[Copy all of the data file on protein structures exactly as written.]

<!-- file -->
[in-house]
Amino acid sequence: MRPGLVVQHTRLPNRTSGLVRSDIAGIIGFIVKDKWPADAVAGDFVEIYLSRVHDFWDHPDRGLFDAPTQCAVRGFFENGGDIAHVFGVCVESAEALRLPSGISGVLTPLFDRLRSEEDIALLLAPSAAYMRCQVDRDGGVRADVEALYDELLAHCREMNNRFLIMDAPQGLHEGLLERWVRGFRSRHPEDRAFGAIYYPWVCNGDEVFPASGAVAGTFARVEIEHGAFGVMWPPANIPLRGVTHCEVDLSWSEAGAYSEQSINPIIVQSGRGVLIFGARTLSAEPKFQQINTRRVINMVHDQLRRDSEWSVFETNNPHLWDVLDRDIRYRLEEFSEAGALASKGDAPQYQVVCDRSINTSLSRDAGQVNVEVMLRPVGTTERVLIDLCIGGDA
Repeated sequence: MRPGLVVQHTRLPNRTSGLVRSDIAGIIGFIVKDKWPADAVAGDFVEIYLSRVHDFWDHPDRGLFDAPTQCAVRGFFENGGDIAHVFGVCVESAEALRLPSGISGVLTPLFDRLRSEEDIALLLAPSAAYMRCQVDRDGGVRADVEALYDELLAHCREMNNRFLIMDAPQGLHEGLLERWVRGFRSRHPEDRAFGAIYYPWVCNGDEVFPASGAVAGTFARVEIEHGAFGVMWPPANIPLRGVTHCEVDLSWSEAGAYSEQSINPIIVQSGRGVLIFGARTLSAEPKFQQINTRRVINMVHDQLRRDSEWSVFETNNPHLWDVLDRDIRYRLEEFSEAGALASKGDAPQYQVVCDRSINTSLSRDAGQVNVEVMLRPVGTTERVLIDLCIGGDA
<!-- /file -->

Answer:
[in-house]
Amino acid sequence: MRPGLVVQHTRLPNRTSGLVRSDIAGIIGFIVKDKWPADAVAGDFVEIYLSRVHDFWDHPDRGLFDAPTQCAVRGFFENGGDIAHVFGVCVESAEALRLPSGISGVLTPLFDRLRSEEDIALLLAPSAAYMRCQVDRDGGVRADVEALYDELLAHCREMNNRFLIMDAPQGLHEGLLERWVRGFRSRHPEDRAFGAIYYPWVCNGDEVFPASGAVAGTFARVEIEHGAFGVMWPPANIPLRGVTHCEVDLSWSEAGAYSEQSINPIIVQSGRGVLIFGARTLSAEPKFQQINTRRVINMVHDQLRRDSEWSVFETNNPHLWDVLDRDIRYRLEEFSEAGALASKGDAPQYQVVCDRSINTSLSRDAGQVNVEVMLRPVGTTERVLIDLCIGGDA
Repeated sequence: MRPGLVVQHTRLPNRTSGLVRSDIAGIIGFIVKDKWPADAVAGDFVEIYLSRVHDFWDHPDRGLFDAPTQCAVRGFFENGGDIAHVFGVCVESAEALRLPSGISGVLTPLFDRLRSEEDIALLLAPSAAYMRCQVDRDGGVRADVEALYDELLAHCREMNNRFLIMDAPQGLHEGLLERWVRGFRSRHPEDRAFGAIYYPWVCNGDEVFPASGAVAGTFARVEIEHGAFGVMWPPANIPLRGVTHCEVDLSWSEAGAYSEQSINPIIVQSGRGVLIFGARTLSAEPKFQQINTRRVINMVHDQLRRDSEWSVFETNNPHLWDVLDRDIRYRLEEFSEAGALASKGDAPQYQVVCDRSINTSLSRDAGQVNVEVMLRPVGTTERVLIDLCIGGDA